A&E

Theatre department previews winter shows

Home for the Holidays, performed pre-pandemic on Dec. 3, 2019. Vanguard Photo | Brooke Elward

The theatre department’s winter semester lineup features a range of shows, including one directed by a Dow visiting artist.

“Our department is really excited about the opportunity to safely share theatre in these unprecedented times,” said David Rzeszutek, a theatre professor. “Although not the typical way to do our productions, the faculty and students have embraced the challenges and learning opportunities that this semester will provide for us. We’re really looking forward to working on our shows.”

Among the shows being performed is “A Doll House,” directed by Professor Tommy Wedge. The production will take place April 14- 18.

“I am directing ‘A Doll House’ and adapting it as if it were a 1950’s television show, where it starts out as a sitcom but you realize it’s more like the Twilight Zone,” Wedge said. “Those of you who’ve seen the first few episodes of ‘WandaVision’ will have a good idea of what I’m talking about. Then in the climactic moment of the show we’ll utilize color again for some really exciting effects.”

With student and faculty safety being the top priority, the theatre department will be performing all productions virtually for the winter semester. Additionally, audience members will be able to purchase tickets online closer to the performance dates.

“Both shows will be performed live without an audience and streamed to viewers at home,” Wedge said. “We are working with SVSU’s Conference Center and using their TriCaster with a three-camera setup to capture the performances. Viewers will buy their ticket, and can then tune into the livestream and see the shows from a device of their choosing.”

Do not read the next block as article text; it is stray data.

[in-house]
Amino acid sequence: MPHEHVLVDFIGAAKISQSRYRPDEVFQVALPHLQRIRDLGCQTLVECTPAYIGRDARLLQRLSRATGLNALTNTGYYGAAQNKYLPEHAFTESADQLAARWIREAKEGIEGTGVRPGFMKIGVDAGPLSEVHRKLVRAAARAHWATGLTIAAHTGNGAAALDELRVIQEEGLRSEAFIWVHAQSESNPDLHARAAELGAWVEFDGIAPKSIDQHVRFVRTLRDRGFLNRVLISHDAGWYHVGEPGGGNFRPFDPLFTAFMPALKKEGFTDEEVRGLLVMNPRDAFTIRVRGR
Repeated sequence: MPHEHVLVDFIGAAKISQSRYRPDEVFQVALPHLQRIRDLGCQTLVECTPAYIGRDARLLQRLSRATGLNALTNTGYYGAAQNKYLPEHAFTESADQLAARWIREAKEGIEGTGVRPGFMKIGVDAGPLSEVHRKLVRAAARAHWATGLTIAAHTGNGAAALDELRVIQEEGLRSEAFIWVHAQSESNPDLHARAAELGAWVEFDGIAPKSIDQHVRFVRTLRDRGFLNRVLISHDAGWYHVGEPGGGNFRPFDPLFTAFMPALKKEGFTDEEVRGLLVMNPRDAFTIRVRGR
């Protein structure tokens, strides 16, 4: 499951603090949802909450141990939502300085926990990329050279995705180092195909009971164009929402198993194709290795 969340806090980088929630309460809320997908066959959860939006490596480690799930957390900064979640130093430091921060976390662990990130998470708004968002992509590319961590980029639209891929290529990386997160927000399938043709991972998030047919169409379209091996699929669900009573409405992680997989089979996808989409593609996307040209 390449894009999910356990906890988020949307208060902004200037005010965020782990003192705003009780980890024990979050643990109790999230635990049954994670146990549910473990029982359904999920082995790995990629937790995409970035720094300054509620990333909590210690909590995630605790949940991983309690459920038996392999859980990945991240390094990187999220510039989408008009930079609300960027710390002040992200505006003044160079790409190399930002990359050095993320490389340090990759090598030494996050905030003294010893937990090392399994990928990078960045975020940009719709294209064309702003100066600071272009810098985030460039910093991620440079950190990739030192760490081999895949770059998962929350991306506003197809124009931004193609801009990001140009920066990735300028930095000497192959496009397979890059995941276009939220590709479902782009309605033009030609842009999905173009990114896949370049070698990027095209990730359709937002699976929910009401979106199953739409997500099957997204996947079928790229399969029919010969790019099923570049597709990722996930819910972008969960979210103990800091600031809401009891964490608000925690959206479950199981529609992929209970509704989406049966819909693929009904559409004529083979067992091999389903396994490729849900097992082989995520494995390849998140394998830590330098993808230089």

Wedge said the theatre department is excited and optimistic to be able to perform, regardless of the format.

“There’s that magic of watching something live, knowing that what you’re seeing is one of a kind, unlike the night before and the nights to come, that help makes theatre special,” Wedge said. “While I’ll miss the live audience aspect of it, at least we can bring that element back into the mix.”

Like many things this year, the virtual streaming platform has turned out to be a learning experience for students and faculty alike.

“We have all been learning how to adapt to the camera work, storyboarding and editing of the new venue,” Rzeszutek said.

The theatre department also plans to have immersive learning experiences for students throughout the semester, including a master class held virtually by Darrah Cloud, a guest artist from Dow.

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